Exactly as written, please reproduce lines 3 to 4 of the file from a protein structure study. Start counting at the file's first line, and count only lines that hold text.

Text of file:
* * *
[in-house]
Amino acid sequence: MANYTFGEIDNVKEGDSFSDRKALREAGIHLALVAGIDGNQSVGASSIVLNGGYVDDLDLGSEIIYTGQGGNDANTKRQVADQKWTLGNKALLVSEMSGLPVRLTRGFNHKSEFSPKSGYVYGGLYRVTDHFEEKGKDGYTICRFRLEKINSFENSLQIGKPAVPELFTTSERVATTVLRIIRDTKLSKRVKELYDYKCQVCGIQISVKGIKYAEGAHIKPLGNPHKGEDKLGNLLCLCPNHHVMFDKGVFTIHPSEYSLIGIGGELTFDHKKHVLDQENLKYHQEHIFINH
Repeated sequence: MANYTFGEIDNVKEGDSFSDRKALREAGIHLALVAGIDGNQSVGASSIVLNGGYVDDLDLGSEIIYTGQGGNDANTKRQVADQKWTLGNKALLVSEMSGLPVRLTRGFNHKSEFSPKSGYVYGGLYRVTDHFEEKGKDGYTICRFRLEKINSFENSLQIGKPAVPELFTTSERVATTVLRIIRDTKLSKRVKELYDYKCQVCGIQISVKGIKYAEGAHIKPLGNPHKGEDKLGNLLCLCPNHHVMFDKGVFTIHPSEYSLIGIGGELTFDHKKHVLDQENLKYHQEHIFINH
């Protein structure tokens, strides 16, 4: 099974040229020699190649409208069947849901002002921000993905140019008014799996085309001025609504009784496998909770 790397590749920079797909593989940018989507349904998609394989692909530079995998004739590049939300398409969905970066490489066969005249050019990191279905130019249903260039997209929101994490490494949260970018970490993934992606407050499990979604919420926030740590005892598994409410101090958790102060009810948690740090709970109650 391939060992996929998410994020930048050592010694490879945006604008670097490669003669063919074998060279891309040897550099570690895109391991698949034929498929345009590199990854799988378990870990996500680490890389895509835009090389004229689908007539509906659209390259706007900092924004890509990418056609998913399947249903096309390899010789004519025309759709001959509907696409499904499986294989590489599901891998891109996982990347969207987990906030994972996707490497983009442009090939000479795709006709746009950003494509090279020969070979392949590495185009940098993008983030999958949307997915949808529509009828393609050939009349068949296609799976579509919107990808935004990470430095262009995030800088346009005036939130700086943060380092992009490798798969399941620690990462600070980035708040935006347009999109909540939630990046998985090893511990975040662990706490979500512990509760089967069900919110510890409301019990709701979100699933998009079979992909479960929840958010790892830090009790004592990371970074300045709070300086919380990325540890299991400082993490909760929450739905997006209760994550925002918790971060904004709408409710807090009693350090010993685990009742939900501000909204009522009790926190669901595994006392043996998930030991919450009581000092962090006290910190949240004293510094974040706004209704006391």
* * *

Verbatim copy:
Repeated sequence: MANYTFGEIDNVKEGDSFSDRKALREAGIHLALVAGIDGNQSVGASSIVLNGGYVDDLDLGSEIIYTGQGGNDANTKRQVADQKWTLGNKALLVSEMSGLPVRLTRGFNHKSEFSPKSGYVYGGLYRVTDHFEEKGKDGYTICRFRLEKINSFENSLQIGKPAVPELFTTSERVATTVLRIIRDTKLSKRVKELYDYKCQVCGIQISVKGIKYAEGAHIKPLGNPHKGEDKLGNLLCLCPNHHVMFDKGVFTIHPSEYSLIGIGGELTFDHKKHVLDQENLKYHQEHIFINH
């Protein structure tokens, strides 16, 4: 099974040229020699190649409208069947849901002002921000993905140019008014799996085309001025609504009784496998909770 790397590749920079797909593989940018989507349904998609394989692909530079995998004739590049939300398409969905970066490489066969005249050019990191279905130019249903260039997209929101994490490494949260970018970490993934992606407050499990979604919420926030740590005892598994409410101090958790102060009810948690740090709970109650 391939060992996929998410994020930048050592010694490879945006604008670097490669003669063919074998060279891309040897550099570690895109391991698949034929498929345009590199990854799988378990870990996500680490890389895509835009090389004229689908007539509906659209390259706007900092924004890509990418056609998913399947249903096309390899010789004519025309759709001959509907696409499904499986294989590489599901891998891109996982990347969207987990906030994972996707490497983009442009090939000479795709006709746009950003494509090279020969070979392949590495185009940098993008983030999958949307997915949808529509009828393609050939009349068949296609799976579509919107990808935004990470430095262009995030800088346009005036939130700086943060380092992009490798798969399941620690990462600070980035708040935006347009999109909540939630990046998985090893511990975040662990706490979500512990509760089967069900919110510890409301019990709701979100699933998009079979992909479960929840958010790892830090009790004592990371970074300045709070300086919380990325540890299991400082993490909760929450739905997006209760994550925002918790971060904004709408409710807090009693350090010993685990009742939900501000909204009522009790926190669901595994006392043996998930030991919450009581000092962090006290910190949240004293510094974040706004209704006391």